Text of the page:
The most common injury that individuals suffer after an abrupt acceleration-deceleration force is whiplash. "Whiplash", a term first utilized in 1928, is most commonly the result of motor vehicle accidents. An identical condition referred to as "railway spine" was used to identify a condition that was common in individuals who were involved in train collisions well before 1928. The term "whiplash related ailments" describes a more chronic and severe ailment, while the term "whiplash injury" represents injury to specifically the bone and soft tissue structures.
The vast majority of men and women involved with minor automobile collisions recuperate quickly and with no chronic symptoms, however, some people will continue to encounter signs or symptoms for many years following the injury occurred. This broad variation of signs or symptoms after fairly minor injuries has led some experts to speculate that in some cases, whiplash is not really so much a real physiologic injury but that the signs and symptoms tend to be manufactured as a consequence of potential settlement. You can find several clinical studies which have investigated this idea. There will unfortunately continually be people that are willing to mislead the system to improve their own personal gain, on the other hand, whiplash has genuine symptoms and is an actual condition.
Typically, whiplash is most often caused by a motor vehicle accident where the automobile the person is riding in is not moving and is struck from behind by another car without any warning. Rear impacts are more likely to cause whiplash, as the neck and head can get forced into a hyperextension as the seat pushes the person's torso forward. This will cause the unrestrained neck and head to fall backwards. After a short hesitation, the head and neck then recuperate and are instantly thrown right into a hyperflexed position.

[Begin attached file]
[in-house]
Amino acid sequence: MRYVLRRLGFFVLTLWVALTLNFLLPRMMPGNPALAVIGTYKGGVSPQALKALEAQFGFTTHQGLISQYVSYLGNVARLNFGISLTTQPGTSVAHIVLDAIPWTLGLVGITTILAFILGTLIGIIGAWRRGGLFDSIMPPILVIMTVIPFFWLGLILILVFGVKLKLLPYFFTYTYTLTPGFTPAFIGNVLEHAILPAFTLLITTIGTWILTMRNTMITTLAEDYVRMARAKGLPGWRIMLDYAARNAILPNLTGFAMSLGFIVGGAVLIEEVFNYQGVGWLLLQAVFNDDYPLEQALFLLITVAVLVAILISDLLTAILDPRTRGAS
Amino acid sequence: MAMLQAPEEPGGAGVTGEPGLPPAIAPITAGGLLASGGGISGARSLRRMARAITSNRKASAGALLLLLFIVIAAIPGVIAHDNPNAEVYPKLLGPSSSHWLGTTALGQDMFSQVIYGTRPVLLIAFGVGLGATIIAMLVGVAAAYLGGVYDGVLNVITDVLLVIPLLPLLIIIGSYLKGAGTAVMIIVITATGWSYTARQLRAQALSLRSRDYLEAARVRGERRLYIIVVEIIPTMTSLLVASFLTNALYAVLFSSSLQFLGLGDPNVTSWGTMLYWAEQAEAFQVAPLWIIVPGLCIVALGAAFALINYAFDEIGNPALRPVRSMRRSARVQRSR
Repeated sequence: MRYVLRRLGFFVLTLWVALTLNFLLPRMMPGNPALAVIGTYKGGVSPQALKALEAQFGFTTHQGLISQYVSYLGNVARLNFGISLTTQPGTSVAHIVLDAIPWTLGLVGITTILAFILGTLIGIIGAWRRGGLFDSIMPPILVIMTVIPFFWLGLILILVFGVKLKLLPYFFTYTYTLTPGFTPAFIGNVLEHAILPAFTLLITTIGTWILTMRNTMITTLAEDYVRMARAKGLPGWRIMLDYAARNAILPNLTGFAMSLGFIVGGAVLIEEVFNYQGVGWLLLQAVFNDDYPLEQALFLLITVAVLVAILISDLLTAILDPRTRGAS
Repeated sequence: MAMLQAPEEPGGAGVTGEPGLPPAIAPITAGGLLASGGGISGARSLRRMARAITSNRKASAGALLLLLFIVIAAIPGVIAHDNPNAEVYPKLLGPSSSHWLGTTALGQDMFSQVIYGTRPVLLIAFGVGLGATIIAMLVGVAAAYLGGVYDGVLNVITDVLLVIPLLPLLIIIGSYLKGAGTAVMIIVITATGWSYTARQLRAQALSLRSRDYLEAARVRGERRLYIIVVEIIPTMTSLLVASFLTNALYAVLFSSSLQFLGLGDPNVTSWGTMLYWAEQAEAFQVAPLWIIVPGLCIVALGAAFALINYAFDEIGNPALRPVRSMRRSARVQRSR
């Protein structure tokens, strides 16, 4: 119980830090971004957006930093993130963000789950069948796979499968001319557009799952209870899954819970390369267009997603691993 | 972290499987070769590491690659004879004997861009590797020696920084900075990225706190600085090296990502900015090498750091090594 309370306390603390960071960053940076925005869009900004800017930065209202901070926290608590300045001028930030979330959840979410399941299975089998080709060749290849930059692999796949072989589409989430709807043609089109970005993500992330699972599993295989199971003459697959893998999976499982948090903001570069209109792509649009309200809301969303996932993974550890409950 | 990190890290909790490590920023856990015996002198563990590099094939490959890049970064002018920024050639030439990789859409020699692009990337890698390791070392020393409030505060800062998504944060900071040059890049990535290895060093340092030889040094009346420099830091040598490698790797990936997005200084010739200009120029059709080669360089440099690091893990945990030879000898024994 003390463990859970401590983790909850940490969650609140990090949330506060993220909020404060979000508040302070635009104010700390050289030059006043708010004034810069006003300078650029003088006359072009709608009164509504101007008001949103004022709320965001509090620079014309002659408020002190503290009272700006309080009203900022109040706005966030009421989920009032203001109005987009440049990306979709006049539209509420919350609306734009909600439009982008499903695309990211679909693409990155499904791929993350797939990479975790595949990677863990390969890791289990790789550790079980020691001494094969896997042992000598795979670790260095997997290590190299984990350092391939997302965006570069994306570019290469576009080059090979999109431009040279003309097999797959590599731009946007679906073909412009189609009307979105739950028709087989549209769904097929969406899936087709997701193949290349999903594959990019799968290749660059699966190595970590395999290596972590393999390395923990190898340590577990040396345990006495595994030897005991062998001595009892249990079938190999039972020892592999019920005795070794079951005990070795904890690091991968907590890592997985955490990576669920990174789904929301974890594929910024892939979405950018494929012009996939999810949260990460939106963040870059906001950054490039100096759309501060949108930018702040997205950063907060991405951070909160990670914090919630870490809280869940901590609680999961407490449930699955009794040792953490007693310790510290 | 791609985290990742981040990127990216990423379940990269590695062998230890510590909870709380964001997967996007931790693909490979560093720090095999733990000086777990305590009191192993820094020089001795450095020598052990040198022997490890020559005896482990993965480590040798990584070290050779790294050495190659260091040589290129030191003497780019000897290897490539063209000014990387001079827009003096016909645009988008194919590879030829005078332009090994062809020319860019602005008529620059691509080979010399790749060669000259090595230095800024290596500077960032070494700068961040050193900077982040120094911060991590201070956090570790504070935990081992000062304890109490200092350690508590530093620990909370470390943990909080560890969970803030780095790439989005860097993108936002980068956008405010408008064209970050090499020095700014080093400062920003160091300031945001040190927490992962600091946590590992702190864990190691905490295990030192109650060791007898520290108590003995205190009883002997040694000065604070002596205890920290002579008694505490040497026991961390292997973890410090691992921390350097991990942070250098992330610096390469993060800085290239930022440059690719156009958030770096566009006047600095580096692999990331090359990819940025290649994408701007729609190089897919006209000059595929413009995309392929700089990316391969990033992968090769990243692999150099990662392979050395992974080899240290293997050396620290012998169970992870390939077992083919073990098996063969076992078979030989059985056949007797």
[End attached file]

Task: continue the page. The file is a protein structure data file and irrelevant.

More recently, studies have been performed with high speed cameras and more sophisticated crash-test dummies. These studies have determined that after the rear impact, the lower bones in the neck, known as the lower cervical vertebrae, are forced into a position of hyperextension, as the upper bones in the neck or the upper cervical vertebrae are in a hyperflexed position. This scenario brings about an abnormal S-shape in the cervical spine once the rear impact occurs which is very different from the normal motion. Most professionals feel that this irregular motion causes injury to the soft tissues that hold the cervical vertebrae together, as in the facet capsules, ligaments, and muscles.
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